There is a lot of huffing and puffing on both sides of the mediation debate and, as with all human argument, a tendency to talk past each other rather than engage directly with the real problems. A piece in the Barrister magazine is refreshingly thoughtfully argued, with a particular and interesting focus on the nuances of the debate around compelling mediation. It is well worth a read. I remain, however, to be persuaded by the arguments in favour of compulsion, even on the basis put here. Let me try and explain why.
Professor Mackie and Mr Allen make three crucial observations about the merits of mediation and settlement.
- “Roughly 90% of civil claims settle.”
- “Mediation produces consensual outcomes in about 85% of cases, often beyond what courts can order, and on terms which are reflective of the risks attendant on trial.”
- “So settlement is the norm, and in our view those settlements could frequently be achieved much sooner and at less cost.”
Let us assume that the first two bullet points are correct. On the face of it, this is suggesting that mediation is less successful in terms of reaching actual resolution than settlement but that the actual outcomes may be better. The research that I have read tends not to support that agreements go beyond what the courts could order but a) I have not read all the research and b) I am prepared to believe that mediation can lead to better outcomes. It may also be the case that even where mediation does not resolve the dispute, it may smooth the process later. What I think that these first two claims show, though, is that in broad terms mediation is at best similar to or marginally better than settlement in terms of outcomes and only if we accept the more flexible outcomes point.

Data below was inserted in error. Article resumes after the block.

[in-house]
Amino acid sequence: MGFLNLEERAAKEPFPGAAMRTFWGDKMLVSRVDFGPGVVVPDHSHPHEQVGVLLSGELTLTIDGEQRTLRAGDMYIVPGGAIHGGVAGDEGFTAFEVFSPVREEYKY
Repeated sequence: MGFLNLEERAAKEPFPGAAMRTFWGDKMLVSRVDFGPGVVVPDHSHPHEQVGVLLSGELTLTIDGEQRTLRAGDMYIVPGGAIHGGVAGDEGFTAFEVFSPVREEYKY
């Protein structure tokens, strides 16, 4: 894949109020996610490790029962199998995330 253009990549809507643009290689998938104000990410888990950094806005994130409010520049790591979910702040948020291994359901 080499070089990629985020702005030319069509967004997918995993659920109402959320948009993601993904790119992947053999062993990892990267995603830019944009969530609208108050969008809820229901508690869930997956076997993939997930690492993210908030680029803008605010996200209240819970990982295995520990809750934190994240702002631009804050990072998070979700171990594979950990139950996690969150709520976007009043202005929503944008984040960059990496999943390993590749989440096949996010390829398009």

The key issue is really the third bullet point. Here I have more considerable doubt at least for certain types of case. In particular, the vast majority of personal injury cases are disputes over small amounts of compensation (£3,000 or less). The costs expended on such cases can be disproportionate but mediation has to be pretty cheap and quick if compelling it is to be cost effective. Similarly, in a routine road traffic accident (which the vast majority of these cases are) one has to be pretty imaginative to think of creative outcomes which add significant (rather than some) value to the process, or maybe the mediators simply have to be more imaginative than me. Civil justice reform is prone to the well-intentioned tendency to add in a process in the hope that it would reduce costs only to find it increases cost. If compulsory mediation is seriously to be considered for small personal injury cases, we need to have a much better idea of the following: how much will a workable system of mediation cost per case; how early can that be sensibly compelled; and how much can we plausibly expect (rather than hope) it reduces the time and cost associated with the current scheme. An 85% success rate does not inspire confidence that any costs will be saved when it is compared against a 90% success rate for settlement. It is not an impossible argument, but it is a harder argument than is suggested by saying settlements could frequently be cheaper and quicker. The key questions are: how frequently, how much cheaper? Compulsory mediation creates winners and losers in costs terms: the wins have to be bigger than the losses